Of course, no conversation about mares could be complete without mention of “Halla” who was the longtime mount of Hans Gunter Winkler. She is, to date, the only three-time Olympic Gold Medalist. She was quite sensitive, high strung and “marish” in every way. She was also, in the minds of many knowledgeable showjumping aficionados, the best horse in history!
Riding jumpers as opposed to the hunters and equitation can and should be a lot of fun. For a person with one horse to ride and show the constantly changing courses and showing conditions can be intellectually stimulating while the absence of subjectivity and of politics in judging can be liberating. However, the one thing aspiring showjumping riders must be aware of is to be competitive they have to be prepared to go” against the clock”. This is no minor undertaking because it has to be understood that nothing has the potential to ruin a horse faster and more completely then bad riding at speed. It is vital before you set out to win that big speed class you have a clear idea what you are trying to achieve.
There are two distinct sides of riding for time. One is taking the shortest route and the other is simply to go faster. To win in good company will almost always require you do both.
Let’s look at the two sides separately than see how we put them together.
Taking the shortest route requires control. While studying the course diagram and during the course walk you search for the “inside track.” Which will get you to the jumps in the least amount of strides. To be able to ride on this “inside track” you will have to be prepared to jump across a jump on an angle and be prepared to start a jump on a turn. These two skills should be learned and practiced at home in your everyday training until you and your horse are quite comfortable doing either one. Yet we all too often have seen riders who obviously are trying these techniques out for the first time in the show ring. It’s never pretty and rarely successful. If short turning and angling fences are combined with extra pace not having been practiced, the results usually run from dangerous to disastrous.
Learning to ride for speed should be, if you will excuse the pun, a slow process. Mastering the individual techniques of angling jumps, short turning, carrying extra pace should be done at home away from the tensions of competition. Once the different skills are mastered only then should you consider attempting them in competition.
I have always found the best way to start young showjumpers and young showjumping riders is to give them a few classes without considering time at all except of course the time allowed.
Just jumping a clear round or even better two clear rounds is enough of an accomplishment. Above all eels you want your horse and rider to develop the habit of jumping clears. All habit side hard and I cannot think of a better one than this. Once jumping clears has become second nature we start working on the jump off technique. One strategy I use is to break the jump off course into three roughly equal sections normally while carrying a slightly faster jump off pace during the second or center phase. This keeps our young jumper from assuming he must dash at the sound of the bell, gives him some experience at jump off pace and returns him to a more controlled ride at the finish. There are few things less productive than a horse who “builds” in the jump off. With a rider ceding or losing control just as the course designer reveals his sternest tests.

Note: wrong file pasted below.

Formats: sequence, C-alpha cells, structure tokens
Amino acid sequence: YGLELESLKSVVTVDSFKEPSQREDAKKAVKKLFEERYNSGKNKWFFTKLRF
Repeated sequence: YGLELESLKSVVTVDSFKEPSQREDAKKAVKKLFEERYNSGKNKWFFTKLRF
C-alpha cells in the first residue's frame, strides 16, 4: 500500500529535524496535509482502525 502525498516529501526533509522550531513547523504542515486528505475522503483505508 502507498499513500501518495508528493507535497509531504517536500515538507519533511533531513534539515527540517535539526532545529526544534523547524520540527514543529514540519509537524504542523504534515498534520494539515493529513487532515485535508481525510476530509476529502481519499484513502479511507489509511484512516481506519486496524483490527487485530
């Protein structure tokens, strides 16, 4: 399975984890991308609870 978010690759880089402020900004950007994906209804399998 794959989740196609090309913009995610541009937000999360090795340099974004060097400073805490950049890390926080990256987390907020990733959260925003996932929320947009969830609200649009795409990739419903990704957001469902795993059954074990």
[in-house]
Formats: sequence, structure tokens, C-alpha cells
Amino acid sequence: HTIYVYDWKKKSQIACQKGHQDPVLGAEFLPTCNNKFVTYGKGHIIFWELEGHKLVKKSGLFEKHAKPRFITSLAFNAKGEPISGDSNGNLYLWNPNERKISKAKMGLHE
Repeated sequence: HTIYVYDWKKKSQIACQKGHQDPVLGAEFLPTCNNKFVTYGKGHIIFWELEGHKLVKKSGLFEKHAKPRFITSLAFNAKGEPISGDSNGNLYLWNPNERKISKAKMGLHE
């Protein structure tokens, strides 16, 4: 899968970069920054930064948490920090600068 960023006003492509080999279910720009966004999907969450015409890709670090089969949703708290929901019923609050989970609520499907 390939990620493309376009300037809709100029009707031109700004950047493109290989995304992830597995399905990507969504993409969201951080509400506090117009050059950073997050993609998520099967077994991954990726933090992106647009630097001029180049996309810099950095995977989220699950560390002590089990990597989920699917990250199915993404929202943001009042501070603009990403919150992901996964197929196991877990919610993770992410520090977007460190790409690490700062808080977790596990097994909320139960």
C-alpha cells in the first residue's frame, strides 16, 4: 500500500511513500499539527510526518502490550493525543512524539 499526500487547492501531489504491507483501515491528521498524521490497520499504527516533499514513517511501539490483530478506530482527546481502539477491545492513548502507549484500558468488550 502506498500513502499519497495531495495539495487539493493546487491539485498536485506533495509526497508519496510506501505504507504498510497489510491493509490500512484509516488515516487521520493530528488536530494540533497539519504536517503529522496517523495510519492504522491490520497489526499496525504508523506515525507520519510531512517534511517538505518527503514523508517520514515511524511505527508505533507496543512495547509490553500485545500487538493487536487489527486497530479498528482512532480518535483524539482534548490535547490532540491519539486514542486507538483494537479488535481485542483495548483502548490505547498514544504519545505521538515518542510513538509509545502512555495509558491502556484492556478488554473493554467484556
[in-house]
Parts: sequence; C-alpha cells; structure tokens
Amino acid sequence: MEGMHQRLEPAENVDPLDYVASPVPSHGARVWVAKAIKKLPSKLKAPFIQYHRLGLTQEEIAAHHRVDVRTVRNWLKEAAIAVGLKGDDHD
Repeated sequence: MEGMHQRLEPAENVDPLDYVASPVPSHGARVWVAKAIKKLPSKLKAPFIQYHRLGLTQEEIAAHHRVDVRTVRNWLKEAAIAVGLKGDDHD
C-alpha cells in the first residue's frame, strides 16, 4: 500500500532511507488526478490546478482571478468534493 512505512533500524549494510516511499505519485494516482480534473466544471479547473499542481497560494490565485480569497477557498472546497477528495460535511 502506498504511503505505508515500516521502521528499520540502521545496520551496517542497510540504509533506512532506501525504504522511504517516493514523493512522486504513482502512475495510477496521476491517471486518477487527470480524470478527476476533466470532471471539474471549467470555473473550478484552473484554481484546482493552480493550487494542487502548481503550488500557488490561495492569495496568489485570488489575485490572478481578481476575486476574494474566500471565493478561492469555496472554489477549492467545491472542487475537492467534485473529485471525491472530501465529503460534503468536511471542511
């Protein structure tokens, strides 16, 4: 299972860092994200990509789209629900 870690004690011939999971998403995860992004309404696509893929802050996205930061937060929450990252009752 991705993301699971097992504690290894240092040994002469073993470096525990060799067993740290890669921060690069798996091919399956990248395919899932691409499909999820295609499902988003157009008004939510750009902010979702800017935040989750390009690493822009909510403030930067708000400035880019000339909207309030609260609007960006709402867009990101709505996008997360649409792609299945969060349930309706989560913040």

As your young jumper develops his jump off skills you can flip flop this approach and do the first and third sections of the jump off (or speed class) at jump off pace and use the second phase to reestablish control. The point being to keep the horse coming back to the rider for guidance.
When you think you are ready you can put it all together and you will be ready to be competitive.
There are a few other things to consider when riding for time. When angling, short turning or ding at jump off pace you are more likely to ride up to an awkward distance. The reason we practice these techniques is to acquaint the horse with these mystery distance jumps and to make sure the rider’s position on an awkward jump doesn’t hinder the horse’s jumping effort. Always be aware of where your start and finish markers are so you will know how to take the shortest line toward them. Always watch for low risk places to save time, during your course walk and while watching other competitor’s rides. Ho you move away from the jumps is as important as how you get to them. This is the fun part of riding jumpers every course, a different challenge, be safe, go fast and have fun!